This November, when Clayton Kershaw wins his third NL Cy Young in four seasons and possible first MVP Award, the historical comparisons are sure to follow, and certain defenders of golden-age baseball will snap back as dismissively as a Joe Morgan Hall of Fame ballot.
The only pitchers to better Kershaw’s Cy Young streak in four-year terms, Greg Maddux and Randy Johnson with four straight, will be among the names mentioned. Pedro Martinez’s dominance at the turn of the hitter-happy millennium will come up.
And so will the legendary run of fellow Dodgers ace Sandy Koufax, who won three of four such awards when the annual prize was limited to one pitcher across both leagues. In fact, it’s his work that might most closely and conveniently resemble that of the current Los Angeles lefty.
But the prevailing thought that Kershaw is inching closer to Koufax is a bit unfair.
He’s already there.
Discussions comparing eras often fall into frivolity and unsound logic, a dad telling his son only he saw true greatness, with conclusions settling on the realization that it’s ultimately impossible to send Player X into Player Y’s environment as if you were sizing up a shark fighting a lion in the desert.
But with baseball, the argument of eras rarely seems to include the most relevant comparatives of statistics. An ERA was different in the 1960s, so a pitcher’s numbers from that era shouldn’t be compared directly to that of one from the 2010s. A greater insight of effectiveness comes from adding a layer of context by comparing the differentials pitchers post against their own eras.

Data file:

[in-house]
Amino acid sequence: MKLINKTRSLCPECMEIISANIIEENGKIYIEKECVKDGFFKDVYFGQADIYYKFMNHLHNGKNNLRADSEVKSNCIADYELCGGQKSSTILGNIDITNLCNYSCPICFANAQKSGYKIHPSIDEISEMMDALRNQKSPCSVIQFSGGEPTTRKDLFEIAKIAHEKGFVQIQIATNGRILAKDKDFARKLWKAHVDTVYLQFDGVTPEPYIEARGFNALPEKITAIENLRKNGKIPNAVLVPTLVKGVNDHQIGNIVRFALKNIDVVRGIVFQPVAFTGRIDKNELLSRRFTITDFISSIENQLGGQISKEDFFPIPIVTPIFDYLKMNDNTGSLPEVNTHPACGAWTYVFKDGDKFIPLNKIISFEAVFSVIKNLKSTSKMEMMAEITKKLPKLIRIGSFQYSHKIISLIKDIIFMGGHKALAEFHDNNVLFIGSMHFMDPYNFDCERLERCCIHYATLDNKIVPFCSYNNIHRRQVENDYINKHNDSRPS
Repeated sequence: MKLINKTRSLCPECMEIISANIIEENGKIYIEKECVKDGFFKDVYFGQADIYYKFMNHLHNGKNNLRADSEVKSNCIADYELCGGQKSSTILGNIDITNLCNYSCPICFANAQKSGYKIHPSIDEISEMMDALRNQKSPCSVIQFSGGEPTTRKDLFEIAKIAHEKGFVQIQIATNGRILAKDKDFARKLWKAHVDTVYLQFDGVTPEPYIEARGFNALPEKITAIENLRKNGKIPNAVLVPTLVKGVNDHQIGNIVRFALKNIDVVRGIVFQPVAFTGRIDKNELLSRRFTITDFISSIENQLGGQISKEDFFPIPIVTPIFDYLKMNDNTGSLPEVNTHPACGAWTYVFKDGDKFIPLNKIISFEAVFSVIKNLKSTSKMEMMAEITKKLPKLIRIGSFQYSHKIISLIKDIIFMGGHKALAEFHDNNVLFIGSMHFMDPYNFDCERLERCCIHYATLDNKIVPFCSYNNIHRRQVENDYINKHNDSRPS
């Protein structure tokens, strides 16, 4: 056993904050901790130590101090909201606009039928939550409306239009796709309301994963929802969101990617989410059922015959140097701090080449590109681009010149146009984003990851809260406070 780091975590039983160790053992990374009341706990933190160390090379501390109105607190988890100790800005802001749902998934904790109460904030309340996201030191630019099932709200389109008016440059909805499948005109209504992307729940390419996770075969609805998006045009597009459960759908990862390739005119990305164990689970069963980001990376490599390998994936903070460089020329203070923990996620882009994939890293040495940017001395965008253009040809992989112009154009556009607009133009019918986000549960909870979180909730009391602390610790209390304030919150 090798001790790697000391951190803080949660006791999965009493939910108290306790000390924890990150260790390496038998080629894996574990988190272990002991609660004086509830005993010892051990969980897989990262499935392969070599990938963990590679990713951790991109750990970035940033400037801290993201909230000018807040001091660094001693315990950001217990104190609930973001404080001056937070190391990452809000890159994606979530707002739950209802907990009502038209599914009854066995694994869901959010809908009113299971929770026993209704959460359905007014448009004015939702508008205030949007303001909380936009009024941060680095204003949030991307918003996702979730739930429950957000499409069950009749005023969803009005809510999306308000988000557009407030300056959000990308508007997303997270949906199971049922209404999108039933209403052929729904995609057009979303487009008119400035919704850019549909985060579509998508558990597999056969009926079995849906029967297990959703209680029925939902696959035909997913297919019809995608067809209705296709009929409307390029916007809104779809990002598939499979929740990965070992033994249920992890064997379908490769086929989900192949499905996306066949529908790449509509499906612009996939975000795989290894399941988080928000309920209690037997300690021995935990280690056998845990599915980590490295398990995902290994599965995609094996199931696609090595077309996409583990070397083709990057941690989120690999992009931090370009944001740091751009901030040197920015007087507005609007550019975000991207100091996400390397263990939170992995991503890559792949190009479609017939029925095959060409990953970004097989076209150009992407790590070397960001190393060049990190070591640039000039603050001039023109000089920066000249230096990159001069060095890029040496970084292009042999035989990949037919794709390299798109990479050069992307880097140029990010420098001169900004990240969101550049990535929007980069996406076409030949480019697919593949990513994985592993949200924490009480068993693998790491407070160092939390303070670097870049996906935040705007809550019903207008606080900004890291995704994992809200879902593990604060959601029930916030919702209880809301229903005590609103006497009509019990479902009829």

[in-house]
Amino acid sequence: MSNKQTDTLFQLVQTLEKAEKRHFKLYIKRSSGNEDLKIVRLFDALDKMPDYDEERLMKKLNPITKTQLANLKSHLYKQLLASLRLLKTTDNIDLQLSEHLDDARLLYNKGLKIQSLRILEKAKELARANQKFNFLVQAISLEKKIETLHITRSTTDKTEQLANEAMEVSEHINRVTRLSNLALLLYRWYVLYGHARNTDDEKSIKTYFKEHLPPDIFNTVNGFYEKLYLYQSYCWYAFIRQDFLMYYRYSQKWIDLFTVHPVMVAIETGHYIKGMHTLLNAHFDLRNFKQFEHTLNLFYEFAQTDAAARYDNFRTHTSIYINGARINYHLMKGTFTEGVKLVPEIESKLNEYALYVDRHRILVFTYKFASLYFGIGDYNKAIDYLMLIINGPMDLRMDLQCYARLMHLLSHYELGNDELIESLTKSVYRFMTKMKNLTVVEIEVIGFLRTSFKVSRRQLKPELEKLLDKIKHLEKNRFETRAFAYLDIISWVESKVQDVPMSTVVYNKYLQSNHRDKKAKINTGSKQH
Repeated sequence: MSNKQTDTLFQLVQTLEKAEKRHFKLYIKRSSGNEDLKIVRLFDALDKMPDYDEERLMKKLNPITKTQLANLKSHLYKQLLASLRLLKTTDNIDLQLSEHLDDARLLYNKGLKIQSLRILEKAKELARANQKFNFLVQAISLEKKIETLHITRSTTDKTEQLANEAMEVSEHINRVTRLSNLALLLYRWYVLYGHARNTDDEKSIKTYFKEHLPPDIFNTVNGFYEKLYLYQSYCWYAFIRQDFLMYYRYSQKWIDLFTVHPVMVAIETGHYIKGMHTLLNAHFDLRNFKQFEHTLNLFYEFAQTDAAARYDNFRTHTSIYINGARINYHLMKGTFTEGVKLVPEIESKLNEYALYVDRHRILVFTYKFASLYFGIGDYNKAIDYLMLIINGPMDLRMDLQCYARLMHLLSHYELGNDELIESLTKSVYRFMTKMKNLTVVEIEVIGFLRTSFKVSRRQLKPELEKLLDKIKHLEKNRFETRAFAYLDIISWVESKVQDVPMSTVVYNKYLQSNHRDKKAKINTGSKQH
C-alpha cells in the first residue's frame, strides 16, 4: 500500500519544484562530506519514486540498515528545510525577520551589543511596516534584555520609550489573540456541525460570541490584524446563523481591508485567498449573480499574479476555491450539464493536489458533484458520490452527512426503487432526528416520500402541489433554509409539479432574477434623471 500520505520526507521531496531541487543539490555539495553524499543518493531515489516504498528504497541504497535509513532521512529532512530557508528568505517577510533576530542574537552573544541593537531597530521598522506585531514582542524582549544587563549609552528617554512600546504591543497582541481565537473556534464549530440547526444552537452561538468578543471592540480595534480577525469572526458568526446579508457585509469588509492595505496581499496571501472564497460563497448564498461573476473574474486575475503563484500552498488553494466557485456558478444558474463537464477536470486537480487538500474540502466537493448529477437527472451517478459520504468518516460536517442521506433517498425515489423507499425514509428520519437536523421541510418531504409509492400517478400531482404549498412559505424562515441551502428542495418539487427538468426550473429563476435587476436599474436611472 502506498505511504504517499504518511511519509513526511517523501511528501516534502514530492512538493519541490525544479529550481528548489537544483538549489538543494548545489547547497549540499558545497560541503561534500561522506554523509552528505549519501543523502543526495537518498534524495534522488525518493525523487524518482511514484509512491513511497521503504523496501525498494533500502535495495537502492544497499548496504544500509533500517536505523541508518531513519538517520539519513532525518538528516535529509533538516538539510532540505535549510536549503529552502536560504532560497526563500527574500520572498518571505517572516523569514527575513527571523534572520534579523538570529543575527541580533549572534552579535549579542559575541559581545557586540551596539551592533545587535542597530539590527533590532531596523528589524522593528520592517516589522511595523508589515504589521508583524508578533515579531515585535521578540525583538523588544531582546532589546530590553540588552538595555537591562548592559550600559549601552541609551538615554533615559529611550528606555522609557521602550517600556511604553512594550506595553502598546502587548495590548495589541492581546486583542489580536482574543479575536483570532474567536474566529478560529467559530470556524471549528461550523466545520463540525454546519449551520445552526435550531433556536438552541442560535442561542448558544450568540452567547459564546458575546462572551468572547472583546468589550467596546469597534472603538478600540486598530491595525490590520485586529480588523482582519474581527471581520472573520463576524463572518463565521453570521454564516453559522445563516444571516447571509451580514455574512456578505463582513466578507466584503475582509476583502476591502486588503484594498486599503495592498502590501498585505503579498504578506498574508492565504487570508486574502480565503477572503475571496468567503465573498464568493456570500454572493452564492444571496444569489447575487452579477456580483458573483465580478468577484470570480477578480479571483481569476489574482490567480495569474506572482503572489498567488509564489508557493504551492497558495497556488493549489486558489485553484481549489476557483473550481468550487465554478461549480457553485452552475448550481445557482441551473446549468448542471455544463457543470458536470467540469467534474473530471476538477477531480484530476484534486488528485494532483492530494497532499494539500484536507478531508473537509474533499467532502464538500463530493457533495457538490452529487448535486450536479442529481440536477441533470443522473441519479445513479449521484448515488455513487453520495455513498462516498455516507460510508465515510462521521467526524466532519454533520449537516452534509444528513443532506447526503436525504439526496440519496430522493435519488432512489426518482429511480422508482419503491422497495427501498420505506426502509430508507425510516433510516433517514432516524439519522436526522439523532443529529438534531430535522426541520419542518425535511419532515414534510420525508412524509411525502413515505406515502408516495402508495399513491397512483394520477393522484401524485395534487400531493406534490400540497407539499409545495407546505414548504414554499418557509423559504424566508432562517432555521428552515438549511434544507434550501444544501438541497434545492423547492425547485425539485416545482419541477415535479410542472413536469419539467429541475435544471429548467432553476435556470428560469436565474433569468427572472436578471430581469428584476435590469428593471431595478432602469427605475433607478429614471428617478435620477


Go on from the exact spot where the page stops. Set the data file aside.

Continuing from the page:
Koufax became synonymous with dominance over his last five seasons, leading the NL in ERA in each (1962-66) in what is often referred to as the greatest sustained stretch of pitching in major league history. He was a six-time All-Star from 1961-66, which also happened to be his last six seasons in the majors. Kershaw has led MLB in ERA in four straight seasons with six straight years with a sub-3.00 mark.
A logical jumping off point then seems to be considering the collective work of the last six seasons of each career.
Spoiler: If Kershaw retired today, he might be the better pitcher.
From 1961-66, Koufax posted a 2.19 ERA, 0.97 WHIP, .197 opponents’ batting average and .542 OPS-against. Kershaw’s last six seasons (2009-14), which also happen to be his only full years in the majors, have featured a 2.33 ERA, 1.02 WHIP, .204 OBA and .565 OPS. Leaving the argument at that, Koufax has the slight edge.
But from 1961-66, the NL had a 3.64 ERA, 1.29 WHIP, .254 batting average and .697 OPS. That gives Koufax differentials of 1.45 in ERA, 0.32 in WHIP, .057 in OBA and .155 in OPS.
From 2009-14, NL pitchers had a collective 3.90 ERA, 1.32 WHIP, .254 OBA and .718 OPS. That gives Kershaw differentials of 1.57, 0.30, .050 and .153. So the differential in Kershaw’s ERA against the league ERA is actually more drastic than Koufax’s while the elder’s WHIP, OBA and OPS are slightly more impressive. But those numbers don’t take into account that Kershaw faced AL teams in 17 starts. As would be expected, each of those seasons featured more offense in the Junior Circuit. Koufax never pitched a game against a designated hitter.
Kershaw’s last two seasons have featured two of the 15 lowest single-season OPS-against marks since 1914 with back-to-back years of .521. Three of the lower numbers belong to Koufax (.501, 1963; .507, 1965; .516, 1964).
Again, at first glance, Koufax’s numbers look more impressive, but we need to consider the eras in which each pitched. The NL OPS in 2014 was .694. In 2013, it was .704, which ranks just below the all-time average of .706. It was .669 in 1963, and .685 the next two seasons.
That makes Kershaw’s 2013 gap of .183 between the league average and his league-best mark greater than any of Koufax’s three prolific seasons. Those numbers as well don’t take into account that Kershaw has faced an average of 2.8 AL lineups per season.
Both Koufax and Kershaw experienced increased dominance at the end of their six-year spans, and Koufax saved his best ERA for last, posting a 1.73 in his 27-9 1966 season. It’s an ERA Kershaw just missed this year with his career-best 1.77. Those stand as two of the 15 best single-season ERAs dating to 1920, with Koufax adding his 1964 mark to the list.